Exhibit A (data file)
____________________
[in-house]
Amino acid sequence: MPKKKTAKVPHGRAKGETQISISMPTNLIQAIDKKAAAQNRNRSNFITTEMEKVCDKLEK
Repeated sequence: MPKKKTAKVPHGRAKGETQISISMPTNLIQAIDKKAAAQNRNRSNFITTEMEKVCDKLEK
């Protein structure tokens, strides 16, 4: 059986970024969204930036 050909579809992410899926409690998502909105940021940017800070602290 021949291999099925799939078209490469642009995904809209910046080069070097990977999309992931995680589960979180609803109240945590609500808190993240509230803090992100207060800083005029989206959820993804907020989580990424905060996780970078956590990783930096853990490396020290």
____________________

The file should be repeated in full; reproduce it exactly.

[in-house]
Amino acid sequence: MPKKKTAKVPHGRAKGETQISISMPTNLIQAIDKKAAAQNRNRSNFITTEMEKVCDKLEK
Repeated sequence: MPKKKTAKVPHGRAKGETQISISMPTNLIQAIDKKAAAQNRNRSNFITTEMEKVCDKLEK
């Protein structure tokens, strides 16, 4: 059986970024969204930036 050909579809992410899926409690998502909105940021940017800070602290 021949291999099925799939078209490469642009995904809209910046080069070097990977999309992931995680589960979180609803109240945590609500808190993240509230803090992100207060800083005029989206959820993804907020989580990424905060996780970078956590990783930096853990490396020290």